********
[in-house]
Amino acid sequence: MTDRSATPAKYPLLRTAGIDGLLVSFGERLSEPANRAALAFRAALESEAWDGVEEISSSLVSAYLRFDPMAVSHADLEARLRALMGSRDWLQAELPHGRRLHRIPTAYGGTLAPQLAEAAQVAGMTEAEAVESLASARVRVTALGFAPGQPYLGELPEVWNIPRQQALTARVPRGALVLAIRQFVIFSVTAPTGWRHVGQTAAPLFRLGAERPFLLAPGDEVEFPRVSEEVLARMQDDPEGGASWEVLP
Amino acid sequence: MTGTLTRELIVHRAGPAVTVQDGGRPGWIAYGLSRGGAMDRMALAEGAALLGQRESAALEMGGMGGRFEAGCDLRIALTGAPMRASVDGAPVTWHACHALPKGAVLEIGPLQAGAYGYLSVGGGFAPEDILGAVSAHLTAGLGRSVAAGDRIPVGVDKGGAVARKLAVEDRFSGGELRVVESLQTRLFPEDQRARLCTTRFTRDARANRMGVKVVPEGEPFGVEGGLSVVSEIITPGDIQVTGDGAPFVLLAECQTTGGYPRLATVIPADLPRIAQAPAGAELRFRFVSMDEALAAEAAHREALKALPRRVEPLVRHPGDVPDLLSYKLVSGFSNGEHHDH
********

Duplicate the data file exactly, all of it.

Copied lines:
[in-house]
Amino acid sequence: MTDRSATPAKYPLLRTAGIDGLLVSFGERLSEPANRAALAFRAALESEAWDGVEEISSSLVSAYLRFDPMAVSHADLEARLRALMGSRDWLQAELPHGRRLHRIPTAYGGTLAPQLAEAAQVAGMTEAEAVESLASARVRVTALGFAPGQPYLGELPEVWNIPRQQALTARVPRGALVLAIRQFVIFSVTAPTGWRHVGQTAAPLFRLGAERPFLLAPGDEVEFPRVSEEVLARMQDDPEGGASWEVLP
Amino acid sequence: MTGTLTRELIVHRAGPAVTVQDGGRPGWIAYGLSRGGAMDRMALAEGAALLGQRESAALEMGGMGGRFEAGCDLRIALTGAPMRASVDGAPVTWHACHALPKGAVLEIGPLQAGAYGYLSVGGGFAPEDILGAVSAHLTAGLGRSVAAGDRIPVGVDKGGAVARKLAVEDRFSGGELRVVESLQTRLFPEDQRARLCTTRFTRDARANRMGVKVVPEGEPFGVEGGLSVVSEIITPGDIQVTGDGAPFVLLAECQTTGGYPRLATVIPADLPRIAQAPAGAELRFRFVSMDEALAAEAAHREALKALPRRVEPLVRHPGDVPDLLSYKLVSGFSNGEHHDH